A few years ago, I was diagnosed with Grave’s Disease (hyperthyroidism); the toll it was taking on my health was pretty dramatic. I went from an energetic, outgoing, outdoors all the time girl to someone that was lethargic and tired from a constantly racing heart. I choose to see a naturopathic to treat the condition, after a scary  initial consultation with a traditional doctor that included the phase, “radiate your thyroid.” Being a believer in holistic health and medicine, I knew that the naturopath was the way to go.

As part of my treatment, the doctor I worked with prescribed traditional medications to help regulate my T3 levels, but she also had me start a series of herbs, the nastiest tasting tea in the world, and vitamins. Along with that, she also suggested we do allergy testing to see what foods could be triggering inflammation within my immune system. I laid down on the table, let her prick my finger, and off my blood went for testing.

When the results came back, they confirmed that I was severely lactose intolerant (not a surprise, I have been since I was young), had moderate intolerances to gluten (again I suspected this) but the results also showed that I was highly reactive to almonds, avocados, and eggs (something that had been my morning breakfast for five years). Along with the highly reactive sensitivities, also came lesser ones, including bananas, pineapple, corn, cabbage, peanuts, and a few other things that made eating the greatest challenge in the world (and I am already a very healthy eater).

 

So What Do You Do When The Foods You Love To Eat Are “Taken” Away From You?

With the results from my testing, I proceeded to take everything out of my diet that was on that list. No bananas, no avocados, no pineapples, no corn! With the change, my cooking became more creative, I prepared the majority of meals at home since I couldn’t safely eat out and I became a master of very costly “allergen-free” cooking.

After a while, though cooking is still a passion of mine, I became tired of always worrying about food allergies and/or intolerances. Sometimes, you just want to venture out to your favorite restaurant and eat whatever appeals to you. Because of this, I decided to investigate the allergy tests I was given because aside from dairy (lactose) and corn, I didn’t think my allergies or intolerances were as severe as what was being reported.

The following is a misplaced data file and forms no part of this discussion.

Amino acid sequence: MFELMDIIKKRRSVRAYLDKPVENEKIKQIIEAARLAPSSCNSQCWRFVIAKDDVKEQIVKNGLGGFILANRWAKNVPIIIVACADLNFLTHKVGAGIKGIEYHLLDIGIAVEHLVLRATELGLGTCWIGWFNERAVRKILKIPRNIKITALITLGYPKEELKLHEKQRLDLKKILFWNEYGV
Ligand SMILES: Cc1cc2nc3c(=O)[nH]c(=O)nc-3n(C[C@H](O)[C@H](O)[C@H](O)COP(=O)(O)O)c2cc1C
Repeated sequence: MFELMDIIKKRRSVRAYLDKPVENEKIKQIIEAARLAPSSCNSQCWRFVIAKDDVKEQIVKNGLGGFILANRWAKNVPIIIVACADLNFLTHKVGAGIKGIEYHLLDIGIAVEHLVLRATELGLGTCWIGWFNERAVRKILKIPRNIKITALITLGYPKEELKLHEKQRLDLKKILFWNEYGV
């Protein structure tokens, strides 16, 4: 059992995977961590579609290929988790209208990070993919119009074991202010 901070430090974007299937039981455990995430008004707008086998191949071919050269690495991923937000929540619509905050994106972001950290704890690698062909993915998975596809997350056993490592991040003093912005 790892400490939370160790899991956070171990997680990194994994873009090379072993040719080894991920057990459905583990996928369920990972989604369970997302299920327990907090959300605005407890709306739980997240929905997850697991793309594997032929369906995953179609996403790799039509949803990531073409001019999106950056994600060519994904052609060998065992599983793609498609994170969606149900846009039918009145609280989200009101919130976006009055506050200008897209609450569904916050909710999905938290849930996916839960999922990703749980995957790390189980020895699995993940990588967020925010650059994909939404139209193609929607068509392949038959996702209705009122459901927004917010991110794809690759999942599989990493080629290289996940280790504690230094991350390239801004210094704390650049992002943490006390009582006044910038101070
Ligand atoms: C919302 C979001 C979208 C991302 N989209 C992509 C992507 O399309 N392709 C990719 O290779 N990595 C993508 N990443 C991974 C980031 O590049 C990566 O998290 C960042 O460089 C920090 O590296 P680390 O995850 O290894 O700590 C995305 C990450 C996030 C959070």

According to the Mayo Clinic, a food allergy is a reaction that occurs in your immune system after you’ve eaten a certain food. These foods can lead you to break into hives, develop itchiness or swelling in the throat, nose, mouth, and airways, or even lead to anaphylaxis. When it comes to a food allergy, almost 90 percent of all food allergies are related to eight foods: milk, soy, eggs, wheat, peanuts, tree nuts, fish, and shellfish. 

What’s the Difference Between a Food Allergy and a Sensitivity (or Intolerance)? 

According to the American Academy of Allergy, Asthma, and Immunology, a food allergy is a reaction to food proteins that your system can’t break down and results in severe reactions like the ones listed above. Food intolerance or sensitivity is related to an enzyme deficiency in your digestive tract that makes it hard to process a certain food, but it doesn’t lead to the severe outcomes that an allergy does. We can be sensitive to foods, but not allergic to them. 

How Do You Know If You Have Food Allergies?

There are a variety of ways to determine whether or not someone has food allergies or intolerances, including simple elimination diets, saliva, hair, skin, and/or blood tests. Two types of blood tests, IgE and IgG, are becoming more common for determining allergies as they are believed to provide greater accuracy in finding food allergies and sensitivities.  

  • IgE tests can only be ordered by licensed health care providers (your doctor).  
  • IgG tests can be done by a healthcare professional or can be ordered online and sent directly to your home, and some you can only get from holistic practitioners. 

You Need To Understand the Difference Between IgE and IgG Allergy Tests